Gevo investing in corn-based aviation fuel, including restart of Minnesota plant

Gevo's Luverne, Minnesota, plant is again making isobutanol and next year will be converting into a hydrocarbon facility to make sustainable aviation fuel.

Gevo Inc. uses corn to produce isobutanol at this Luverne, Minnesota, plant, and will be pilot site for making sustainable aviation fuel. Mikkel Pates / Agweek

The idea of renewable jet fuel is taking off and in Minnesota, it's starting with a pilot project in Luverne.

After shutting down in March 2020 in part because of the COVID-19 pandemic, Gevo's Luverne plant is again making isobutanol and next year will be converting into a hydrocarbon facility to make sustainable aviation fuel. Corn-based jet fuel is a focus of Gevo, a Colorado-based renewable fuels company.

"We will be proving and improving the process as we're running the plant in Luverne," Phil Cherry, the Gevo plant manager at Luverne, which is no longer making ethanol.

The Luverne site will be used to test potential operations for what Gevo is calling its Net-Zero 1 production facility that is expected to begin production in 2024 at Lake Preston, South Dakota, also focused on jet fuel made from corn.

"All the major airlines are looking to lower their carbon footprint," Cherry said. "Gevo is being a leader to supply that fuel to that industry."


According to Gevo, the U.S. and the European Union have set goals that would support almost 4 billion gallons of annual sustainable aviation fuel production in 2030, and more than 45 billion gallons by 2050.

A sustainable aviation fuel tax credit was included in President Joe Biden's Build Back Better agenda. One goal of the Biden administration is to reduce aviation emissions by 20% and increase in the production of sustainable aviation fuels to at least 3 billion gallons per year by 2030.

"We appreciate the president's support and the understanding of the importance of renewable fuels," Cherry said.

Gevo, a subsidiary Agri-Energy LLC, also is looking to reduce it's own carbon footprint, using wind energy in Luverne, which also is part of the plan in for Lake Preston.

"The goal is to have a negative carbon footprint," Cherry said.

The plant at Luverne in southwest Minnesota began hiring again in August and is back up to 30 employees, many of which worked before the shutdown.

"It's nice to have that knowledge base," Cherry said.

Paul Bloom, chief carbon and innovation officer of Gevo, in a news release touted the support of the city of Luverne and the state of Minnesota in supporting the project.


“We’re excited to bring more high-quality jobs to the area and to continue to be a part of the Luverne community.”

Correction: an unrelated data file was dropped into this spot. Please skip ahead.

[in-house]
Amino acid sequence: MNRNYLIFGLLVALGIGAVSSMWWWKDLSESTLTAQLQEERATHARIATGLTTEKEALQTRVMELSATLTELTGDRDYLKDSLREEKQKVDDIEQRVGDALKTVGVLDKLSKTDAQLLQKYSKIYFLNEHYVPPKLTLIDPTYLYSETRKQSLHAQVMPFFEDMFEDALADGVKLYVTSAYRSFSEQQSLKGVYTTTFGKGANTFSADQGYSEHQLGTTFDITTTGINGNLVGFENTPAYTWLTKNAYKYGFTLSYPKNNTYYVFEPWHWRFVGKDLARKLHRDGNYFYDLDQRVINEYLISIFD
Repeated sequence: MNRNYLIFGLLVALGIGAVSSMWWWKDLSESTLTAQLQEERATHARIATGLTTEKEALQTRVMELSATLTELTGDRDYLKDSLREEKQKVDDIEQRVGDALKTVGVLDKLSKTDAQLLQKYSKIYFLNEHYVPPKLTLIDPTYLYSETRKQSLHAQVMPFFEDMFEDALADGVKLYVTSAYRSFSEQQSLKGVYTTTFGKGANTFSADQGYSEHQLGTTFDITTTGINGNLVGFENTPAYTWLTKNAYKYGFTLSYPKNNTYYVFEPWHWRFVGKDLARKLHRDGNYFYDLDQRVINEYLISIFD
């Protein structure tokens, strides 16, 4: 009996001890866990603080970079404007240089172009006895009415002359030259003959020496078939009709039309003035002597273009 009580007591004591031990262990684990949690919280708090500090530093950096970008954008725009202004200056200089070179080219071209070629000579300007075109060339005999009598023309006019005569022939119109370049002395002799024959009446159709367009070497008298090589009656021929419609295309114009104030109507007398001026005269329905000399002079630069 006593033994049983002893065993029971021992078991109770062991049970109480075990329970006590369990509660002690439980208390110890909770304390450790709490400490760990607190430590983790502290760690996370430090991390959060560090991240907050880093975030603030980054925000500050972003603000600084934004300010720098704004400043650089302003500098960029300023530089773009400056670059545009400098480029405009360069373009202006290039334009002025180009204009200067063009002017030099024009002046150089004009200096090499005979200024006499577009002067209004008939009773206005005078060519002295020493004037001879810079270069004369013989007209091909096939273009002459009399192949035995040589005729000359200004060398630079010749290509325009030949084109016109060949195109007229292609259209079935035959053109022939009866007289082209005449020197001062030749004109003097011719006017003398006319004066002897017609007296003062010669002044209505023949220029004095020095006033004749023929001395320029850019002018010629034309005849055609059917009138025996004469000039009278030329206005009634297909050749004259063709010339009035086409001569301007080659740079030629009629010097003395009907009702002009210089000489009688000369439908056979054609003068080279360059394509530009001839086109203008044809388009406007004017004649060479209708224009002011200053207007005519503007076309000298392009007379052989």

The Luverne hydrocarbon installation is estimated to begin in the third quarter of 2022 with demonstration production expected before the end of the year.

Cherry said the Luverne plant plans to use about 800,000 bushels of corn next year.

Gevo announced the concept of Net Zero Projects in early 2021 with plans to build on 240 acres of land near Lake Preston, about 100 miles northwest of Luverne in eastern South Dakota. It has hired Kiewit Energy Group Inc. to lead the front end engineering design at Lake Preston.

GEVO also has announced it will collaborate with ag processing giant ADM and energy company Chevron on the production and distribution of sustainable aviation fuel.

In September, Gevo announced that Gevo and Chevron would invest in facilities to turn corn into aviation fuel, with Gevo using its position in the jet fuel marketplace "to place sustainable aviation fuel with airline customers,” Gevo CEO Patrick Gruber said in a news release.

Gruber said that with the partnership with ADM, Gevo's potential contracts have grown to over 1 billions gallons.


“By working with ADM, who already has committed to reducing their carbon footprint, we have the opportunity to accelerate scale. The technology to convert low carbon ethanol and isobutanol into SAF by Gevo is well developed and ready for world scale-commercialization," Gruber said in an Oct. 25 news release.

“The potential conversion of 900 million gallons of ethanol – more than half of our production capacity — to serve growing demand for sustainable aviation fuel would represent a major step in the continued evolution of our Carbohydrate Solutions business to focus increasingly on new, high-growth opportunities,” ADM Chairman and CEO Juan Luciano said in an Oct. 25 news release.

Another partner of Gevo on the aviation front is Axens North America Inc. Gevo says Axens brings technologies with over 60 related patents and proprietary equipment required to convert ethanol into jet fuel.

Reach Jeff Beach at or call 701-451-5651 (work) or 859-420-1177.
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